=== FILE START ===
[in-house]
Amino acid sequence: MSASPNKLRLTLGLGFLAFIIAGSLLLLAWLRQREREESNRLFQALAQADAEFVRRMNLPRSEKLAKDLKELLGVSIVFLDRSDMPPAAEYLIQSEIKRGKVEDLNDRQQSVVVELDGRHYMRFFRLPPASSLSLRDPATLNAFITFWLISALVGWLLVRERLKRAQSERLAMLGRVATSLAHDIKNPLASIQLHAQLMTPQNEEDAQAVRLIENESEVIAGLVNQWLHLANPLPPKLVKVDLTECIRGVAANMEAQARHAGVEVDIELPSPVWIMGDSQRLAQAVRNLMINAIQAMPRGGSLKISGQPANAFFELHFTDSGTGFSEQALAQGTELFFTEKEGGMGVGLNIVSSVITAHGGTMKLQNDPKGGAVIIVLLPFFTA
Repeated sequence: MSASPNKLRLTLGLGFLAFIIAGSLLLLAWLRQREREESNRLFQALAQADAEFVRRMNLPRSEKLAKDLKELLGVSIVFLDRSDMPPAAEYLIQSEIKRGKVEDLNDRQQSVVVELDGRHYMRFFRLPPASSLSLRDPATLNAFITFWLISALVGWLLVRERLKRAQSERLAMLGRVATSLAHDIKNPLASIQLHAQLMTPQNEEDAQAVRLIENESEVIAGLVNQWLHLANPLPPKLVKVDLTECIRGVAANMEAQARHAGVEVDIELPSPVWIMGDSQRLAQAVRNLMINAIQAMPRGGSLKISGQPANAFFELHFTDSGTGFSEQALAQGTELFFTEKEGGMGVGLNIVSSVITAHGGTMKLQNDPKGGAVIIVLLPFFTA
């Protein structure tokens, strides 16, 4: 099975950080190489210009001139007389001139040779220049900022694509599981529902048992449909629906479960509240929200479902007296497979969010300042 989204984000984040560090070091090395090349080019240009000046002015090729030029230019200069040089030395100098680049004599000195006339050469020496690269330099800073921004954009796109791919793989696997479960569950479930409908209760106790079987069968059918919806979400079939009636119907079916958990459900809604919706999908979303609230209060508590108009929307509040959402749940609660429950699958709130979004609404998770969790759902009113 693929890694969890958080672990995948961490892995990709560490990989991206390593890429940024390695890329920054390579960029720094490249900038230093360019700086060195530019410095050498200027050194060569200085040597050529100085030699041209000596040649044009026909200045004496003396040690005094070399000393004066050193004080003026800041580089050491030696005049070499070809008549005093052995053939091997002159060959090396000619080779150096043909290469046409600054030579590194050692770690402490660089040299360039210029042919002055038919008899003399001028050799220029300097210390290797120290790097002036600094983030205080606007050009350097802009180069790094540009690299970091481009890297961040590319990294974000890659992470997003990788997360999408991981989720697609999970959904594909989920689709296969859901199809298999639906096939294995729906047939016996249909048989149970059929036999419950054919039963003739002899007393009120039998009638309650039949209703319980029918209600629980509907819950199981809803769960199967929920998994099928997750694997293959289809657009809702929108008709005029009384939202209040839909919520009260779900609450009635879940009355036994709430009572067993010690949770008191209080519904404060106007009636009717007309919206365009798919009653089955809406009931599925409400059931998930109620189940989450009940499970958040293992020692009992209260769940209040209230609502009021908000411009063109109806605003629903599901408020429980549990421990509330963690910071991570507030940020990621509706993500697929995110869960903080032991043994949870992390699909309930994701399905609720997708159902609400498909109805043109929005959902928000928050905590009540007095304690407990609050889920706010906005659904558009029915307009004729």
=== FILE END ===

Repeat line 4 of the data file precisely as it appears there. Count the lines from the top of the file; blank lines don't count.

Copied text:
């Protein structure tokens, strides 16, 4: 099975950080190489210009001139007389001139040779220049900022694509599981529902048992449909629906479960509240929200479902007296497979969010300042 989204984000984040560090070091090395090349080019240009000046002015090729030029230019200069040089030395100098680049004599000195006339050469020496690269330099800073921004954009796109791919793989696997479960569950479930409908209760106790079987069968059918919806979400079939009636119907079916958990459900809604919706999908979303609230209060508590108009929307509040959402749940609660429950699958709130979004609404998770969790759902009113 693929890694969890958080672990995948961490892995990709560490990989991206390593890429940024390695890329920054390579960029720094490249900038230093360019700086060195530019410095050498200027050194060569200085040597050529100085030699041209000596040649044009026909200045004496003396040690005094070399000393004066050193004080003026800041580089050491030696005049070499070809008549005093052995053939091997002159060959090396000619080779150096043909290469046409600054030579590194050692770690402490660089040299360039210029042919002055038919008899003399001028050799220029300097210390290797120290790097002036600094983030205080606007050009350097802009180069790094540009690299970091481009890297961040590319990294974000890659992470997003990788997360999408991981989720697609999970959904594909989920689709296969859901199809298999639906096939294995729906047939016996249909048989149970059929036999419950054919039963003739002899007393009120039998009638309650039949209703319980029918209600629980509907819950199981809803769960199967929920998994099928997750694997293959289809657009809702929108008709005029009384939202209040839909919520009260779900609450009635879940009355036994709430009572067993010690949770008191209080519904404060106007009636009717007309919206365009798919009653089955809406009931599925409400059931998930109620189940989450009940499970958040293992020692009992209260769940209040209230609502009021908000411009063109109806605003629903599901408020429980549990421990509330963690910071991570507030940020990621509706993500697929995110869960903080032991043994949870992390699909309930994701399905609720997708159902609400498909109805043109929005959902928000928050905590009540007095304690407990609050889920706010906005659904558009029915307009004729």